This morning getting up early to look for birds, this time down by the rapids at the bridge, proved sadly fruitless. Except there were rapids, which was in itself neat.
After breakfast and through incredible serendipity combined with finagling by our project leader, we met with the United States’ ambassador to Denmark (which still retains some degree of control over Greenland), Laurie Fulton. She was on her way back from visiting a research facility further north, and graciously made time for us—and seemed genuinely interested and engaged! She is very involved in encouraging intellectual trade between the U.S. and Denmark. Denmark has been very committed to green technology since the seventies, and by sharing their ideas with the U.S., the U.S. need not reinvent the wheel. Likewise, she is trying to encourage researchers, especially those working in Greenland, to take on Greenlandic students and trainees to help elevate the level of education in the country, only one third of which are considered "educated." She was a very neat lady.
After that meeting, we had some time to kill, so a few of the other students and I went with Kees, one of the KU Geography professors that is along on the trip and visited Kangerlussuaq in the1980s, to find the Inuit ruins located near town. We did not find them. Instead we found a firing range, a caribou antler, and a very scummy pond with three minnows in it. Lunch at the airport was fantastic. Many kinds of cold cuts, delicious smoked and pickled fishes (salt cod and pickled herring!).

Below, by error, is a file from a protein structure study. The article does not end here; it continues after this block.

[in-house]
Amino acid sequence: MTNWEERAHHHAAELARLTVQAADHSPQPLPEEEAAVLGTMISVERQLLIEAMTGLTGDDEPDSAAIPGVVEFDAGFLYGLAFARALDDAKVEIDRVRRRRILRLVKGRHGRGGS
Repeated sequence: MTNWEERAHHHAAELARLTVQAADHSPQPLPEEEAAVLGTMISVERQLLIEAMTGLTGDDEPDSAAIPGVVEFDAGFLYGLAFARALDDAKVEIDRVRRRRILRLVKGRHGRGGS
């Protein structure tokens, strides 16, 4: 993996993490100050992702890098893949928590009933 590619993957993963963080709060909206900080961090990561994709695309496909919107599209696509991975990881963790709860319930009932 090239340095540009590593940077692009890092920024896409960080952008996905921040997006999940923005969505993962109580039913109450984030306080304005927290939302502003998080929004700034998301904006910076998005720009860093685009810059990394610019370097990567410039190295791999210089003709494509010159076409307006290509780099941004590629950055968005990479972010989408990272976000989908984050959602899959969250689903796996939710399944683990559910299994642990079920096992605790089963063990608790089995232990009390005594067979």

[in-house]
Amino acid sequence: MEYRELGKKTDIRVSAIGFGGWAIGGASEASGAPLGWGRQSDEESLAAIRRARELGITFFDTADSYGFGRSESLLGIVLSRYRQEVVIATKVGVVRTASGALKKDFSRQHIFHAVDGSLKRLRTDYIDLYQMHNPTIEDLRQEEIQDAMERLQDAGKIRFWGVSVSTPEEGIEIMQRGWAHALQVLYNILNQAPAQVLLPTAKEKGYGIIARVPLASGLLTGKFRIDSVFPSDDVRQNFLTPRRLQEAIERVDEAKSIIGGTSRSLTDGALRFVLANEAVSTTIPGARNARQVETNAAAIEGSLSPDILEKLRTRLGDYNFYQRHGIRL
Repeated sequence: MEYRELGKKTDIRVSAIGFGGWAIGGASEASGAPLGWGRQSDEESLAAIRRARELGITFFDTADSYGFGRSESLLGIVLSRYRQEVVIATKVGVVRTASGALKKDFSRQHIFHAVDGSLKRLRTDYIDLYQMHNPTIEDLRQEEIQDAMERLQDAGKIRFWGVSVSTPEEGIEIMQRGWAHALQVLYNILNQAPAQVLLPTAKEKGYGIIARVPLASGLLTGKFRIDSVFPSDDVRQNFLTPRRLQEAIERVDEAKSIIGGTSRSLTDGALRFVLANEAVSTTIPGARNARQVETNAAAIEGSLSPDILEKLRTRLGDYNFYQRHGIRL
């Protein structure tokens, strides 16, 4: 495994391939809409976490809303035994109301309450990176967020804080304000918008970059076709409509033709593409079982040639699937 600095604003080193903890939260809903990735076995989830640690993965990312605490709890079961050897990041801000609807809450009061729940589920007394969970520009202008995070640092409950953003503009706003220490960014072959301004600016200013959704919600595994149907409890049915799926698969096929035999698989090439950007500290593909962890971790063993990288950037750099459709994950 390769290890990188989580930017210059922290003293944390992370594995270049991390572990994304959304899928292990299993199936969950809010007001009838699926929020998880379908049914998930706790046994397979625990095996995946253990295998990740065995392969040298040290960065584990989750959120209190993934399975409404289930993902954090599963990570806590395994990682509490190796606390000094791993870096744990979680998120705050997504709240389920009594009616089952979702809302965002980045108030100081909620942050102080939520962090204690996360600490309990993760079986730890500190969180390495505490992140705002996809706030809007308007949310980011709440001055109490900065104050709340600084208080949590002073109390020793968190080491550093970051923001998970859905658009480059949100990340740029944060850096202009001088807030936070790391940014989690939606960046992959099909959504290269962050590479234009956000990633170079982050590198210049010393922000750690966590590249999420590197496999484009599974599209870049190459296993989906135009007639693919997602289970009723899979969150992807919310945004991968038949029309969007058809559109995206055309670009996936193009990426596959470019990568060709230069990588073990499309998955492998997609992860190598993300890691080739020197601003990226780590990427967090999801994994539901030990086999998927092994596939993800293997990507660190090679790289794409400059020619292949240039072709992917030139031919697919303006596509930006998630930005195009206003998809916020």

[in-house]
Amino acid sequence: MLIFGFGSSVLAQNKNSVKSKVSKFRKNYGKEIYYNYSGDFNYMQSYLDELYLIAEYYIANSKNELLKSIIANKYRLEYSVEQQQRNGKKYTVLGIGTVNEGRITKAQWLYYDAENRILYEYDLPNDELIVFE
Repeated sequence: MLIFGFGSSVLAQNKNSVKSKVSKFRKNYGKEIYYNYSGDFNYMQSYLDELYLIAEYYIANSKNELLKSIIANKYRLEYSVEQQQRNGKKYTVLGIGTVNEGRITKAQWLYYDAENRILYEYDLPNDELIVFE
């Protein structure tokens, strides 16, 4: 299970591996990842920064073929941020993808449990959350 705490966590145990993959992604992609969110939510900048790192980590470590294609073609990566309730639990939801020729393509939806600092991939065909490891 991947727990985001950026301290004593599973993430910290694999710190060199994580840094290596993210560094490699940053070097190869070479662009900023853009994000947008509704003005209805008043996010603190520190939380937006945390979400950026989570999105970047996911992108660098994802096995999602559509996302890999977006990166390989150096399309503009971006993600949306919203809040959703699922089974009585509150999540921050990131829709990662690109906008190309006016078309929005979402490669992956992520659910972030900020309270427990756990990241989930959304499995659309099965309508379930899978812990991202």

After lunch, we drove to NSF’s Sondrestrom Incoherent Scatter Radar Facility (we saw a couple of ducks in random lakes along the road, but they were all far away and horribly backlit. Curses!!). Our host there, Eggert, was the head engineer (from Iceland, wearing black socks, sandals, and shorts. He’s my favorite!) showed us around the facility, which shoots high-powered microwave and lasers into the atmosphere in order to measure fluctuations in the Earth’s magnetic field. There were huge magnets, transformers, and an enormous satellite dish that looked like something out of a James Bond movie (incidentally, it replaced an older dish elsewhere that actually appeared in GoldenEye!!). We also got to hear about the dangers of building on permafrost, which then melts and causes buildings to shift, windows to crack, and pipes to break, all things that tend to be a concern as summers increase in length and temperature.
Dinner was had at the Polar Bear Inn, home of the best Thai in town. For real, it was AMAZING—I had musk ox panang!! This was followed by a hike to Lake Ferguson, where we didn’t see any more new birds (goes without saying at this point), but we did find the Kangerlussuaq rowing club, a sign warning passers-by about musk ox, and a rock with a musk ox painted on it. Now it’s time to bury my head in the blankets and try not to imagine the sun sneaking in around the blackout shades. Till next time… -Hannah
The Biodiversity Institute is home to about 60 graduate students and 30 research scientists and curators. They participate in field expeditions to all seven continents and represent areas such as entomology, ornithology, paleontology, parasitology and herpetology. As the authors of this blog, they share their experiences and adventures in collections-based biological research all over the world.
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